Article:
Long-Term Change & Framing Future Discussions
I believe in incremental change rather than sudden leaps. I believe that lasting change is created generationally, rather than by one single person, or often, one single generation. Change too suddenly creates adverse reactions that can quickly shift momentum in the other direction, while gradual change makes things inexorable. Though each shame-ridden tweet and each poorly worded analogy might not be bettering the world individually, as a whole we’re setting the stage for a more socially conscious, discussion-ready next generation. They will likely be able to decipher conversations we’re not even ready to have!
Rachel Dolezal, the former NAACP chapter president who was accused of pretending to be black, tells TODAY's Matt Lauer…www.today.com
A great example of this is occurring right now. Rachel Dolezal, the now-former president of the Spokane chapter of the N.A.A.C.P. was outed as being white, rather than bi-racial, as she had claimed for ten years. Among the internet buzz was a question that had not yet been posed nationally (since the pre-internet, late-era Michael Jackson days). Treated mostly as a joke, people posed the idea of “transracialism” (used differently than its meaning in adoption contexts). And on Tuesday, Ms. Dolezal confirmed that she indeed identifies as black. All-but universally poo-poo’d, the issue is actually rather nuanced. But the culture might not yet be ready to handle its implications enough to decide if our society agrees with its tenets.
Whether someone can identify as “transracial” evokes issues of class, privilege, identity, self-identification, self-determination, heritage, culture, pseudo-chemistry and -biology, and basically everything under the sun. There are myriad reasons why this topic didn’t catch fire in terms of national discussion (chiefly Dolezal’s deception surrounding her choice, rather than proclaiming it), but I think one reason is that we’re not ready to devise a complete answer yet.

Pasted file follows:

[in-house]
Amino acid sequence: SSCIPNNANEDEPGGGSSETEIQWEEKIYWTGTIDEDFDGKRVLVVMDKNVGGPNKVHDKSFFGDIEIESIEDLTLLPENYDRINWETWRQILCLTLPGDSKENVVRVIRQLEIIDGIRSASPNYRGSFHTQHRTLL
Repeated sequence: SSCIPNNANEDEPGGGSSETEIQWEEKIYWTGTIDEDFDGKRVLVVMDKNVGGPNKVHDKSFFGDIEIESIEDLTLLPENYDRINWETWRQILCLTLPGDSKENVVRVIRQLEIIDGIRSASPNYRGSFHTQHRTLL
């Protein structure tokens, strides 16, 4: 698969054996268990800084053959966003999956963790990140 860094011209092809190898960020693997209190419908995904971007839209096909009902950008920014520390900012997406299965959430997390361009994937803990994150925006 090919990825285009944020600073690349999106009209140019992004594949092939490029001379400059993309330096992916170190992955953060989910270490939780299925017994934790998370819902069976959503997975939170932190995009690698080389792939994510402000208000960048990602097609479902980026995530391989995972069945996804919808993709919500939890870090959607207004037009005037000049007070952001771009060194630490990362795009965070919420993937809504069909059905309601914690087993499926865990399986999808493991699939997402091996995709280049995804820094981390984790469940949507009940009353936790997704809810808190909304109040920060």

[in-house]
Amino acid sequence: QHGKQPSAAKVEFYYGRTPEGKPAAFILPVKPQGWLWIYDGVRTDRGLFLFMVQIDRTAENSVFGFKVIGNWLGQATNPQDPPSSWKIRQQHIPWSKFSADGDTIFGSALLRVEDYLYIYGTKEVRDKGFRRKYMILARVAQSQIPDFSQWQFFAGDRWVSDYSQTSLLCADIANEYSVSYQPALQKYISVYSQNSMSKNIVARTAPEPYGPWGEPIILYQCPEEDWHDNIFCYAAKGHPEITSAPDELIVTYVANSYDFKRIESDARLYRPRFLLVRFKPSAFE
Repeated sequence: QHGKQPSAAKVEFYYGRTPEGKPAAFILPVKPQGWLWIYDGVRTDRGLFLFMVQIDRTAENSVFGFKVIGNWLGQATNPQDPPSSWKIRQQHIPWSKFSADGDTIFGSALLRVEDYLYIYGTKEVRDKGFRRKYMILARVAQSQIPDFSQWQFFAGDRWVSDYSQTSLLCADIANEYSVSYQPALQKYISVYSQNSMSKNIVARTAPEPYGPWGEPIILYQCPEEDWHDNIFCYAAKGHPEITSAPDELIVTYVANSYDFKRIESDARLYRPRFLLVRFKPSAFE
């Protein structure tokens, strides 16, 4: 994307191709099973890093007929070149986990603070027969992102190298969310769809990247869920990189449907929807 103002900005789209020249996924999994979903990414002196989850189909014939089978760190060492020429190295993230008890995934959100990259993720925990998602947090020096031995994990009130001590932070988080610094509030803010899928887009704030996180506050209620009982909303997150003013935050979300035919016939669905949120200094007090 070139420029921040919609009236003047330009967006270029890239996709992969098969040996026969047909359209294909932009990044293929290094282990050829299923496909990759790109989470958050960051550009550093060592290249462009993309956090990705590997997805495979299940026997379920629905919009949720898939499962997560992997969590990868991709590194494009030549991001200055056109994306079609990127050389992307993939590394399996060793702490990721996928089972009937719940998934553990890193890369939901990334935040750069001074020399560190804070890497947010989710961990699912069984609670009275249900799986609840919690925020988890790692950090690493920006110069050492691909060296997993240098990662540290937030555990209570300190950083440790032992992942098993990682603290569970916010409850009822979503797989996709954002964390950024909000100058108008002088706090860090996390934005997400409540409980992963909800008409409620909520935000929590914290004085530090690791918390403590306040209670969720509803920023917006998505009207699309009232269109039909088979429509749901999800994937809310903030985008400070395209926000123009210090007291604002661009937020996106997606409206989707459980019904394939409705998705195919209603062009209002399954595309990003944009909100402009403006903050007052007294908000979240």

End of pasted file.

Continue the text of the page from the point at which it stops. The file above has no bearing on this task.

Heck, we’ve barely just answered how we feel about homosexuals. And though the movement towards acceptance of homosexuals started a long time ago, and has a storied history, it was really during the last, internet-savvy decade when we could finally say that the cultural tide had shifted. Perhaps credit is due to the mass amounts of internet-driven discussions, allowing us to come to something resembling consensus on a long-divisive issue. Or maybe just time.
I am not saying that transracialism will be something we accept in the future, just that it’s an issue the next generation will be better equipped to give the thumbs up or down, for a whole host of reasons.
Though in the last 24 hours, many strongly-worded, seemingly definitive answers to this “transracial” question have been published, I think there’s more depth to come.
I have gone through many periods of hating the reactionary, staunch-minded, no-winner, lecture-fests that can often describe much of the internet discussion about social issues and behaviors. But I believe this demeanor from both sides is what will frame the thoughts, words, actions, and emotions of the next generation, and move the national discussions out of the hyperbolic and into the productive.
At least, that’s what I tell myself so I don’t explode every time I open up Twitter, Facebook, tumblr, or basically any news aggregator. Quite frankly, that’s good enough for me.